"The Human Microbiome" and how it works --and a diet for 'gut' health -- (related to other diseases --such as heart disease is a 'big' buzz topic in health these days) - Gundry is a Cardiologist -- and while he may have had success with many patients suffering from autoimmune disorders, diabetes, leaky gut syndrome, heart disease, and neurodegenerative diseases, repairing the body --there is a slant

    A book could be written on "The Plant Paradox" -- so much so -- I have put off writing anything.

    "The Human Microbiome" and how it works --and a diet for 'gut' health -- (related to other diseases --such as heart disease is a 'big' buzz topic in health these days) - Gundry is a Cardiologist -- and while he may have had success with many patients suffering from autoimmune disorders, diabetes, leaky gut syndrome, heart disease, and neurodegenerative diseases, repairing the body --there is a slant to his "clinically proven" writing I don't like. Its also not an easy diet to follow - because it explains how eating the wrong plants at the wrong times hurts our health --(but there was so much confusion.....because one 'can' eat these same foods 'sometimes' (at the right times) -- Who wants to eat 'thinking' about which 'phase' you are in? Phase 1, 2, or 3? If I take out beans in phase 1 --I'm 'rewarded' to add them back in phase 3...

    I got a few headaches reading how wishy-washy he was on one page and restrictive on another. --I yelled at him a few times --(to myself of course) > "make up your mind Mr. Dr. Gundry"!

    THERE is SOME GOOD INFORMATION -(learning basic information about Lectins and inflammation. ... but -- I have a dozen other books MUCH BETTER --easier to follow-- (no yelling back at the book) --

    And when it comes to Autoimmune disorders -- I'm not going to bounce back experimenting (testing) when to eat beans -and when not to -(rewards is such a yucky word anyway) --Gundry drove me bananas!

    I'm now reading "Genius Foods" by Max Lugavere. Its 'friendly-readable' - written so that anyone can understand it. AND ENJOYABLE!!!!!!!!!!!!!!! 'calming for the brain' --so it must be better for my immune system too!

  • Eric Farr

    To put it generously, I am not the intended audience for a book like this, and I would not normally seek out, let alone read, a diet book. Nonetheless, someone whose opinion and educated intellect I deeply respect recommended the book to me, and so I read it.

    This book was, at the very least, easy to read, condensing scientific (and pseudo-scientific) terms and concepts into easily digestible chunks with cutesy analogies. Of course, for a fad diet to catch on, it has to be something that people c

    To put it generously, I am not the intended audience for a book like this, and I would not normally seek out, let alone read, a diet book. Nonetheless, someone whose opinion and educated intellect I deeply respect recommended the book to me, and so I read it.

    This book was, at the very least, easy to read, condensing scientific (and pseudo-scientific) terms and concepts into easily digestible chunks with cutesy analogies. Of course, for a fad diet to catch on, it has to be something that people can intuitively and easily grasp, and so the book succeeds on that count. It is definitely a book that intends to persuade, and it often comes at you with a feverish snake-oil pitch. Would you like to know how to cure autoimmune disorders, coronary artery disease, cancer, migraines, and even hair loss? Would you be willing to believe that only a few (extreme) dietary (and lifestyle) changes (plus maybe some supplements) could get you the perfect life all the way to age one hundred? Dr. Gundry, or perhaps writing partner Olivia Bell Buehl, loves to pack in the rhetorical questions promising shocking revelations just on the other page. This performance is repeated ad nauseum throughout, and information is only slowly fed out to the reader, often repeated amid more assurances of shocking success. Just to drive this home, the book is littered with alleged success stories of many pseudonyms and a couple special celebrity guests/friends; we are apparently supposed to accept vague anecdote as legitimate proof.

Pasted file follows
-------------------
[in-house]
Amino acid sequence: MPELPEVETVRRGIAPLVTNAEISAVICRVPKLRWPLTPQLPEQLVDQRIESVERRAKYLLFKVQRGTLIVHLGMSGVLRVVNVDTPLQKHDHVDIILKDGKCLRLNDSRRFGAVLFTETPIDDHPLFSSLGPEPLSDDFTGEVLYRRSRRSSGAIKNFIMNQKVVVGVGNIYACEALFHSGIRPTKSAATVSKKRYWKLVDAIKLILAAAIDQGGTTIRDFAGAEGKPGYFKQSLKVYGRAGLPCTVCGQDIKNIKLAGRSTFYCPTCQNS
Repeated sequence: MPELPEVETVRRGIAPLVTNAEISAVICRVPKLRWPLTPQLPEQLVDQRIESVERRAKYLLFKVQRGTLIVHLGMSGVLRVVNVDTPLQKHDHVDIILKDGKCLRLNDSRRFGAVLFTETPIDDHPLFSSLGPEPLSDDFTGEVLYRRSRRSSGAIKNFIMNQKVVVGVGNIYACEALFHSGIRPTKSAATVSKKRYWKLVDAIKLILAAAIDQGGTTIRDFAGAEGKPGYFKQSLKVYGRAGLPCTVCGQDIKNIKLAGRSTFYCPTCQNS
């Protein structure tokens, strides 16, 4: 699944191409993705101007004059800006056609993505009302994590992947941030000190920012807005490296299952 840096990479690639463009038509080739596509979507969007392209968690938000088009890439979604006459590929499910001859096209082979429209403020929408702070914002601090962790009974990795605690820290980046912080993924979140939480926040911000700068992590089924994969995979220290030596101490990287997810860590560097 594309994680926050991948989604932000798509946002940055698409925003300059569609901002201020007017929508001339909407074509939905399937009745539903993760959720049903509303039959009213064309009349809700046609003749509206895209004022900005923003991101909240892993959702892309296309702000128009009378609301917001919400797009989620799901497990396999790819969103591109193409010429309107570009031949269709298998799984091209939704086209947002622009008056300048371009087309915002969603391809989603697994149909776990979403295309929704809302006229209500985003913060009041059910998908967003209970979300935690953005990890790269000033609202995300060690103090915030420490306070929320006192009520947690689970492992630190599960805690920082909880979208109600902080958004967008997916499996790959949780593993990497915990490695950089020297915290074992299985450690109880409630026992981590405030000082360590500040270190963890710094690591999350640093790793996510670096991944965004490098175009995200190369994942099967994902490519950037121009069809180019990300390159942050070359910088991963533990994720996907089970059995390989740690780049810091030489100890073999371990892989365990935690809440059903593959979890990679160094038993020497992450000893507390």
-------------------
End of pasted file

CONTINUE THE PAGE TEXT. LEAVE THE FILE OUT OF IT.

I actually started the book with an open mind--the recommending party's opinion is one I trust a great deal--but the above nonsense quickly soured me. Just as importantly, there are a couple elements regarding Dr. Gundry himself that make his opinion suspect.

    First, this man is a cardiologist, and his focus on nutrition and the microbiome in the gut represents a fairly late-life shift guided by research he did as an undergraduate student. He sounds like an excellent cardiologist, well-respected and quite successful and even innovative in his field, but he does not appear to have any special qualifications as, for instance, a gastroenterologist or rheumatologist or neurologist, especially in the clinical research space, which is significant given (a) the number of claims he makes regarding those fields and (b) his insistence that his method is superior to the accepted field of knowledge of those specialists and that his advice has often proven superior to that of the relevant specialists.

    Second, and far more troubling, Dr. Gundry is promoting a diet that he believes requires (or at least strongly benefits from) supplements. He makes and sells those supplements, and he promotes his own name-brand supplements in the book. While he is careful to offer alternative supplements and to note that supplements are not absolutely essential to at least some success under his diet plan, he harps on their great values and often casually highlights how some aspect of his supplements is superior to the alternative. In fact, Dr. Gundry repeatedly name-drops products (his own and others') throughout the book, and far more frequently than he name-drops celebrities.